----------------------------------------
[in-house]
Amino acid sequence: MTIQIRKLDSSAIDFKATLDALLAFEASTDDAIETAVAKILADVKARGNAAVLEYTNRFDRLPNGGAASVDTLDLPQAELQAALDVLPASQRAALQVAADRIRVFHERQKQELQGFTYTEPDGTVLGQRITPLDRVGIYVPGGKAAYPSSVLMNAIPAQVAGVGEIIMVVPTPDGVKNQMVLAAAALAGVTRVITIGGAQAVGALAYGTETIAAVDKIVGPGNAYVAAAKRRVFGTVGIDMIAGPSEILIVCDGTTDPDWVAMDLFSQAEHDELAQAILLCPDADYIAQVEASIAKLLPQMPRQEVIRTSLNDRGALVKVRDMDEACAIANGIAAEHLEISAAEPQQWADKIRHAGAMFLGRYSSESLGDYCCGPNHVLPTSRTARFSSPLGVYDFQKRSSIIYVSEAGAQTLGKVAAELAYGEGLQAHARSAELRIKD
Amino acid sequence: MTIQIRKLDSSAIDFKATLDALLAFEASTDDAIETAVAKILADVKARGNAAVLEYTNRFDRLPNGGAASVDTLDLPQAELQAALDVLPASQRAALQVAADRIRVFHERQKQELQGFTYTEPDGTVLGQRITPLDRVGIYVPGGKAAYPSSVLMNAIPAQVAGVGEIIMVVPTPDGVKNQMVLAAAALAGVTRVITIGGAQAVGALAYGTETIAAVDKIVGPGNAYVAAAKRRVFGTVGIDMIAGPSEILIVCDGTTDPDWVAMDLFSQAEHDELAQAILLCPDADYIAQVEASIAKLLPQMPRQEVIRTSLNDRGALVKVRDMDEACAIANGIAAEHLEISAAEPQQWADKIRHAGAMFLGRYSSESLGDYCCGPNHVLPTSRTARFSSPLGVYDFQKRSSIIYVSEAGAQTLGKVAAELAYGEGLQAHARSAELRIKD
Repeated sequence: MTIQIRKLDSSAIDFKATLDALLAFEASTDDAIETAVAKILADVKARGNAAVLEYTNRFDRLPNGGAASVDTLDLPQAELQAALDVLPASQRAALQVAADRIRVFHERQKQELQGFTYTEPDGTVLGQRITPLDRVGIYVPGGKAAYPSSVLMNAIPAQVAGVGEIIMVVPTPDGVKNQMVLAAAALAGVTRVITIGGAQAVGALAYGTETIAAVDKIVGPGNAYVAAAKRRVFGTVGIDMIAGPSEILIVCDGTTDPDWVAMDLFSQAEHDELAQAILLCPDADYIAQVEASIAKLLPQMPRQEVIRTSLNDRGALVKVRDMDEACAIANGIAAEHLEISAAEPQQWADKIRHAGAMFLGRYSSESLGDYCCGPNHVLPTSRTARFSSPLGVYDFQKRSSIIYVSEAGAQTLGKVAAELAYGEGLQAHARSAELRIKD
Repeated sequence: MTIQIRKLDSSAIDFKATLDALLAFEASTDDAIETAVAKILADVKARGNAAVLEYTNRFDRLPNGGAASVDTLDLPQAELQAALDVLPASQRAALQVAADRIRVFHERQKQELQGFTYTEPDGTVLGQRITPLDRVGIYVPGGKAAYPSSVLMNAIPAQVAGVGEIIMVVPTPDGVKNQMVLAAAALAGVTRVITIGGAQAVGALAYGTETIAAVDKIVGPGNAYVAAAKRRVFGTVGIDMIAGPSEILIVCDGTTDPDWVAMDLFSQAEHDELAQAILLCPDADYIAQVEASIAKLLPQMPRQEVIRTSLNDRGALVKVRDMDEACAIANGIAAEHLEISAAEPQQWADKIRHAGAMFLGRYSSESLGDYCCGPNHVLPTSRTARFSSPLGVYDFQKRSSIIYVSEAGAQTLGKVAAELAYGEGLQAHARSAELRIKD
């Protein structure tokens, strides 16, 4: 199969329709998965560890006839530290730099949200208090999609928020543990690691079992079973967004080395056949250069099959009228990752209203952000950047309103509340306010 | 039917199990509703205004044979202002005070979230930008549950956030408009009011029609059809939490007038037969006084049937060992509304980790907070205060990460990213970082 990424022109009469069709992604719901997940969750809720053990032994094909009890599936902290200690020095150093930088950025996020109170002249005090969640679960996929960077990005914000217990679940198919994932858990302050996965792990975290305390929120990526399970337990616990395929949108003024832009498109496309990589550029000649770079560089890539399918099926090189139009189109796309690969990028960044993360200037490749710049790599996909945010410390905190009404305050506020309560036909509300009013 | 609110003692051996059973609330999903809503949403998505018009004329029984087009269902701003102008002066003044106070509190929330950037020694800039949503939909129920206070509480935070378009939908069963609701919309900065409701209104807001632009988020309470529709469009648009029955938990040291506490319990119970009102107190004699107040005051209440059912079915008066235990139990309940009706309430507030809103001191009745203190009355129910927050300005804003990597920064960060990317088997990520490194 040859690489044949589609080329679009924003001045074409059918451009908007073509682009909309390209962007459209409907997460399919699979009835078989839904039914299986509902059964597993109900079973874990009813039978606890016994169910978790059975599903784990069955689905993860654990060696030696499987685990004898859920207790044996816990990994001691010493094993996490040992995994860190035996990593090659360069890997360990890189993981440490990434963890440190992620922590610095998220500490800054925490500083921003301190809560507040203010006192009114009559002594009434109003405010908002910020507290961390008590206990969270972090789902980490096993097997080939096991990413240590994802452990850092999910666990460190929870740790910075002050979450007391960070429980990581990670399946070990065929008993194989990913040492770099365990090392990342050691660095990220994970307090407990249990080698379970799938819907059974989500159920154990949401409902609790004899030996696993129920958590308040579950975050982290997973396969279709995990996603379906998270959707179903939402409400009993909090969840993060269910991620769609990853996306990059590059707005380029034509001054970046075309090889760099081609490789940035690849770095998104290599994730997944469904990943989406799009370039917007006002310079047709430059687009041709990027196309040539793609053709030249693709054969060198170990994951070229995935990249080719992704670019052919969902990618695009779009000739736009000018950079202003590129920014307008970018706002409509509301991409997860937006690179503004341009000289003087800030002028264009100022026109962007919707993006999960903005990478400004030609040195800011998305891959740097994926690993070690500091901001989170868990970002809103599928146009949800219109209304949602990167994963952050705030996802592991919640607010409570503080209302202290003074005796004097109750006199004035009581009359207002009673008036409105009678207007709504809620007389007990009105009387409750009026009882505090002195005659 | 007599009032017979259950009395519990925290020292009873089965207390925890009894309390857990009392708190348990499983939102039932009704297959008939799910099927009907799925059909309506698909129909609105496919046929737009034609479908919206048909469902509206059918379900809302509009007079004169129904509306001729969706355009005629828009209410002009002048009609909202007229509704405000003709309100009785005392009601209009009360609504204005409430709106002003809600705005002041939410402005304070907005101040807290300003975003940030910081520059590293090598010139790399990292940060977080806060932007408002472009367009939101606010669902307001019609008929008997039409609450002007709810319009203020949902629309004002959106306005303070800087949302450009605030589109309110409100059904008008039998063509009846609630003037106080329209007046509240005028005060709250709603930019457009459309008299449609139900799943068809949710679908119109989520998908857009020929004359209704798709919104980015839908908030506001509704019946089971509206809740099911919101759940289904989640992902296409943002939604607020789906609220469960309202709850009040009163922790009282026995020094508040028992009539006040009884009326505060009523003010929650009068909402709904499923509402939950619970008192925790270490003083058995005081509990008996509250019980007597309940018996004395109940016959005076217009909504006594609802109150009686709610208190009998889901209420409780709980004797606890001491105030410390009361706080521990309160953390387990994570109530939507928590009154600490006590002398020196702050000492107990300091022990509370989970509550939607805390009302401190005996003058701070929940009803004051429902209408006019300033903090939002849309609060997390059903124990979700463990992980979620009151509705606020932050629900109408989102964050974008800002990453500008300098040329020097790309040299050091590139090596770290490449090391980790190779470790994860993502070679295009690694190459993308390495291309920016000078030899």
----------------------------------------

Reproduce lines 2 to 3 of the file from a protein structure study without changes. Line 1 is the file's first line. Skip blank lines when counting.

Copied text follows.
Amino acid sequence: MTIQIRKLDSSAIDFKATLDALLAFEASTDDAIETAVAKILADVKARGNAAVLEYTNRFDRLPNGGAASVDTLDLPQAELQAALDVLPASQRAALQVAADRIRVFHERQKQELQGFTYTEPDGTVLGQRITPLDRVGIYVPGGKAAYPSSVLMNAIPAQVAGVGEIIMVVPTPDGVKNQMVLAAAALAGVTRVITIGGAQAVGALAYGTETIAAVDKIVGPGNAYVAAAKRRVFGTVGIDMIAGPSEILIVCDGTTDPDWVAMDLFSQAEHDELAQAILLCPDADYIAQVEASIAKLLPQMPRQEVIRTSLNDRGALVKVRDMDEACAIANGIAAEHLEISAAEPQQWADKIRHAGAMFLGRYSSESLGDYCCGPNHVLPTSRTARFSSPLGVYDFQKRSSIIYVSEAGAQTLGKVAAELAYGEGLQAHARSAELRIKD
Amino acid sequence: MTIQIRKLDSSAIDFKATLDALLAFEASTDDAIETAVAKILADVKARGNAAVLEYTNRFDRLPNGGAASVDTLDLPQAELQAALDVLPASQRAALQVAADRIRVFHERQKQELQGFTYTEPDGTVLGQRITPLDRVGIYVPGGKAAYPSSVLMNAIPAQVAGVGEIIMVVPTPDGVKNQMVLAAAALAGVTRVITIGGAQAVGALAYGTETIAAVDKIVGPGNAYVAAAKRRVFGTVGIDMIAGPSEILIVCDGTTDPDWVAMDLFSQAEHDELAQAILLCPDADYIAQVEASIAKLLPQMPRQEVIRTSLNDRGALVKVRDMDEACAIANGIAAEHLEISAAEPQQWADKIRHAGAMFLGRYSSESLGDYCCGPNHVLPTSRTARFSSPLGVYDFQKRSSIIYVSEAGAQTLGKVAAELAYGEGLQAHARSAELRIKD